# Non-elementary Integral?

1. Nov 25, 2008

### phil ess

1. The problem statement, all variables and given/known data

Solve the integral of x2sin(x) / (1+x6) from -pi/2 to pi/2.

2. Relevant equations

none

3. The attempt at a solution

Well Im supposed to do this using the substitution method, so I tried:

u = x2
du = 2x dx which doesn't cancel out any terms

u = 1+x6
du = 6x5 dx which again doesn't cancel anything out

u = sin(x)
du = cox(x) dx useless also

Is this possible with substitution? I seem to have tried every option for u. Is there another way to do this? (without taylor series and stuff like that)

Thanks for the help!

Also, I tried doing this integral on the computer, and it said it cannot be solved because it is probably a "non-elementary integral", hence the title of the thread.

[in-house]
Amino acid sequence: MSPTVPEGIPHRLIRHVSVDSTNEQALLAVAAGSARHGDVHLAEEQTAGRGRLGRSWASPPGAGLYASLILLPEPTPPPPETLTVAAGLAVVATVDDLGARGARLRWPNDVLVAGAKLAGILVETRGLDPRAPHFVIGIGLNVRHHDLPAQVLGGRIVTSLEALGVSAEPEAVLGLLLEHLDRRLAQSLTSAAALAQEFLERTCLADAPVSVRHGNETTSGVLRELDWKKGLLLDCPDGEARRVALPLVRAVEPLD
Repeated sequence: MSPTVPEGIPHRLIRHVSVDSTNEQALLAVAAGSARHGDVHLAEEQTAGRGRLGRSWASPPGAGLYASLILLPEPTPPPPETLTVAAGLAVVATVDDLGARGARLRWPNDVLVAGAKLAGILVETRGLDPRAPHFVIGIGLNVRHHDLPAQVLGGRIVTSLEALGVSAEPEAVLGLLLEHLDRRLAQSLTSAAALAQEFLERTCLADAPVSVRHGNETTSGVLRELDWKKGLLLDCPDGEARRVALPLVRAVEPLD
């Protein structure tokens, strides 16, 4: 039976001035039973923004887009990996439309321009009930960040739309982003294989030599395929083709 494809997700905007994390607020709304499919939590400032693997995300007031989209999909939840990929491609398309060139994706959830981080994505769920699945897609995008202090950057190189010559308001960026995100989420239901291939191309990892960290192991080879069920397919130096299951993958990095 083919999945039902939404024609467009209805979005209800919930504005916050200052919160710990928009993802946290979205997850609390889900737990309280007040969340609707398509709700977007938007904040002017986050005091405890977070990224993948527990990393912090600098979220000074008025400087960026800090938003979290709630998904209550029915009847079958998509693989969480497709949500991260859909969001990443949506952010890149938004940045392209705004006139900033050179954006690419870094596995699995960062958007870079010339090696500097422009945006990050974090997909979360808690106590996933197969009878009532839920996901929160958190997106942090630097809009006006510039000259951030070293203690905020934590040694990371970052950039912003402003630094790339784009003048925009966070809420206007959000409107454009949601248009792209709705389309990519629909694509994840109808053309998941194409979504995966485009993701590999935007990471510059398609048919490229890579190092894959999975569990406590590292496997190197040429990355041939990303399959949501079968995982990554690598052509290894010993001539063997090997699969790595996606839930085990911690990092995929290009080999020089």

2. Nov 25, 2008

### Dick

The function is odd on that interval. f(-x)=-f(x).

Last edited: Nov 25, 2008
3. Nov 25, 2008

### lucidicblur

I had a similar question earlier. The result is a whole bunch of sine and cosine integrals and imaginary parts. I don't understand how one would do this, but go ahead and put it in the integrator (mathematica) and check the answer out. What level is this for?

4. Nov 25, 2008

### phil ess

For a symmetric function that is odd, the integral on the interval -a to a = 0 !
Thanks guys.